I have a highly sensitive child. Please tell me what I need to do to stop him sniffing, licking and touching people. We medicate him because it is the only thing we have found in four years (including one of various therapies) that reduces such behaviour. And unfortunately most people don't like being sniffed and licked, in some cases they get violent with him. We medicate him to keep him safe. You're saying medication is not necessary and we can desensitise without medication or therapies. Please tell me how.

Dayna Martin said...

Liripoop, I see from your page that your child has autism. Is this correct? I would say that you aren't just dealing with a highly sensitive child. I do not have experience with healing a child who has autism, so I don't feel comfortable making recommendations to you. I do think that many autistic children do extremely well with freedom-based living, Unschooling and peaceful parenting.
I am happy to connect you with other Unschooling parents with autistic children if you'd like to send me an email.

~Peace & Love, Dayna

Me said...

Incredible article!!

anissa ljanta said...

Hi Dayna, thanks for this post. In many ways you might have been writing about our experiences...right down to the pet sitting business! Sometimes I had to pull back and ask myself what the issue really was...often I realised it was my or societies expectations that were not being fulfilled, there was actually nothing 'wrong'. So glad I followed my heart and guidance from my son...who has always been incredibly in tune with what he needed. So grateful for the journey we have been on. I have learnt so much about myself and the world we live in. The world is so much richer for this boy walking his path alongside me. My hope is for more kids to have their needs met and not be shaped and squished to fit into structures like care and schooling by coercion and medication. Viva freedom...the world needs more free thinkers!

Alexandra Grace said...

I have 4 beautiful autistic children. I completely empathise with your worries for your daughter's difficulties. I also want to add that "labels" for who we are aren't intrinsically bad. You can take explanations for who you are and for why you experience the world differently, without taking therapies or medications or professional advice or behavioral management. I am a proud autistic woman and have much greater happiness since discovering this clue to myself and my life. My children are proud autistics and we have never had "treatment" or the like. We are who we are and autism is intrinsically tied to our personhood and ourselves and all that we do. I'm so glad that your girl in her different ways of experiencing life has found her niche :)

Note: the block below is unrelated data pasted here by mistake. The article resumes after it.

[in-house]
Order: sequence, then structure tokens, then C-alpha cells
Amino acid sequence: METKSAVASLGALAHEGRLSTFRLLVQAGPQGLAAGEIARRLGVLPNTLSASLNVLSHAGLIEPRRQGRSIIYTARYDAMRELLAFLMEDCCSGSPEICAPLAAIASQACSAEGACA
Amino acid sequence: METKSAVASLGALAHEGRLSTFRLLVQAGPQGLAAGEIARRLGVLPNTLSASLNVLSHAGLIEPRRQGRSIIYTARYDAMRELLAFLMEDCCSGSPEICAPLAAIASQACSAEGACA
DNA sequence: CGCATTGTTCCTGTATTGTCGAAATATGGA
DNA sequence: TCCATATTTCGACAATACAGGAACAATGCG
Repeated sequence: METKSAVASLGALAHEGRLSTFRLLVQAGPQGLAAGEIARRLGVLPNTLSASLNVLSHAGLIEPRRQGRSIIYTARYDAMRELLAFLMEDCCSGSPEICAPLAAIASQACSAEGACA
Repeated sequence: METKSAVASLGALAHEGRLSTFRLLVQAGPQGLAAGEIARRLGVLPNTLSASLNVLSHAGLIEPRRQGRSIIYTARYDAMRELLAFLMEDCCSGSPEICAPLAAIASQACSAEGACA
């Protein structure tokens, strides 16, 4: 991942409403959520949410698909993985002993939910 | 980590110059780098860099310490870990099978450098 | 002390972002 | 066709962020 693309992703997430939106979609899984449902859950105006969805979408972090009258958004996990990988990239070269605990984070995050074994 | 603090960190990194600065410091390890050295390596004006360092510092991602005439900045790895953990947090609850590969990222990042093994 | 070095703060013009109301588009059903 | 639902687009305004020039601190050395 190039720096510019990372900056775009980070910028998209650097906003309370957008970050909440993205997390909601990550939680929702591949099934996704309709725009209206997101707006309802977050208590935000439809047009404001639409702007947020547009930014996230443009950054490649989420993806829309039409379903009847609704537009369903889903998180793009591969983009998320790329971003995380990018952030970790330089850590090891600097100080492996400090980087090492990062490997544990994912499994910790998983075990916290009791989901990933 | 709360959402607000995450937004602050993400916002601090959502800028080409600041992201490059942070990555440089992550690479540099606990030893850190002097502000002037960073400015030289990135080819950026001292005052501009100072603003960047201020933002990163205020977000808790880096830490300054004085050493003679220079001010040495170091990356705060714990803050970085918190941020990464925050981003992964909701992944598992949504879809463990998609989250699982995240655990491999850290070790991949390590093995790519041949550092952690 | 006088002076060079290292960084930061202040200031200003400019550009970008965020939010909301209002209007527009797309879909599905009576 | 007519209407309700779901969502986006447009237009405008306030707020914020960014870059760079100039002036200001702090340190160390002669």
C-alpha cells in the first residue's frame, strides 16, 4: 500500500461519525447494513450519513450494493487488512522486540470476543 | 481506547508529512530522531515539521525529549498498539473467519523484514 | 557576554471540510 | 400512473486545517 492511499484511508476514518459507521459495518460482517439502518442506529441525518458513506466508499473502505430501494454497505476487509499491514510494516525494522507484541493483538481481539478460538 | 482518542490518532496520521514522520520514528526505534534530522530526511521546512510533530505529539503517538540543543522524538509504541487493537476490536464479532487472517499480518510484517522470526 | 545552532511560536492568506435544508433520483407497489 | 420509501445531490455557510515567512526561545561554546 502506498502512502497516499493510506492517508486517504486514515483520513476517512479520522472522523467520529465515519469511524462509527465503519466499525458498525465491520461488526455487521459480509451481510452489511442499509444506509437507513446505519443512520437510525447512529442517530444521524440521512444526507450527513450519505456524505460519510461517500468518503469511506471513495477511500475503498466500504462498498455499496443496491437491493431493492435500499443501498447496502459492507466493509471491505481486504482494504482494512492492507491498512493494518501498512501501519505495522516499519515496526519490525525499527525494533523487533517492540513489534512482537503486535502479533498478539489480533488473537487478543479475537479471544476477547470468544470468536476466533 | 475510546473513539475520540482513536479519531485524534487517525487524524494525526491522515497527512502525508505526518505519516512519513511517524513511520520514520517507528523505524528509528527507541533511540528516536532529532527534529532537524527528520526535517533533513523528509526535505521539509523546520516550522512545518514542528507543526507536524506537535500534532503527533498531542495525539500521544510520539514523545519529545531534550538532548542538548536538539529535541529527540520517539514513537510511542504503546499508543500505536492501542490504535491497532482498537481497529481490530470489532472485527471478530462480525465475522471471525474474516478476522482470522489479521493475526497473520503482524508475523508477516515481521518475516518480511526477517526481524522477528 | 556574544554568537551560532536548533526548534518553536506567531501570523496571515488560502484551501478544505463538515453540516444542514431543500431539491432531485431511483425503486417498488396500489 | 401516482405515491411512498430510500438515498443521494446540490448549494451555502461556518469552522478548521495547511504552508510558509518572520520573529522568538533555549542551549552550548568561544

mill said...

I've often heard this idea of a sensitive child/one who handles uncertainty badly as a case for a rigid schedule, and I've heard parents rave about how their sensitive child needs to know that at exactly 7:30 they will brush their teeth, etc. I don't have kids yet, but we're thinking about starting a family soon and are trying to learn about different parenting philosophies, so I'm trying to figure out what sort of parent I want to be. How would you say that unschooling in particular/lax parenting/child-led parenting has helped Tiff mature as opposed to scheduling her, if you know what I mean? How do you think she would be different today if she had been raised by a heavy scheduler/parent who believed in structured days?

saturnrings said...

I just wanted to thank you for posting this beautiful blog about your daughter. My son too is highly sensitive to sensory things. feelings and change(enviroment change) and with reading you describe her it was like you were describing my 3.5 year old son. He isn't the only one struggling and with me and his determination, which he has A LOT of will succeed!

J Kaplun said...

WOW, it sounds like myself. I can read people like a book and often wonder if people are mad at me. It is a gift because of my empathy and love, but my emotions are so super strong almost all of the time and I cry and worry alot. I don't like being around a lot of people when I am senstive (often) because it overwhelms me, and I am scared to go into neighborhoods I dont know. I am 29 now and moving from Long Island -- VT. Dayna, I actually met you for a brief 5 minutes in VT. You were stuck in a ditch on a dirt road, and a guy came to pull you out. You were on your way to a raw party for my friends. I was headed to my boyfriends. Ive been following you ever since. You sound like a fantastic mother and woman. I have found yoga (tiff might enjoy the benefits of yoga).

Anonymous said...

I feel you were writing about my experience with one of my daughters! My Maddy was exactly how you explained when she was younger. Unfortunately, I wish I often had a more loving response and not been so scared and frustrated. Luckily I knew enough about attachment parenting styles to try and meet her needs as best as I could. Now at 19 she is a beautiful, caring, empathetic, loving, extremely talented, HAPPY young lady. I cry too when I think about how far she (WE) have come. Home schooling was for sure the best choice, and relaxed home schooling being the best. I loved this article and hope that others who are in the thick of it now receive hope that this season really isn't that long when you get to the other side, and the skills you gain and the choices you make relationally will equal an incredible relationship down the road. I remember when I was explaining how "needy" my daughter was when she was young, a wise friend told me that this will lead to one of the best relationships I'll have....and she was right.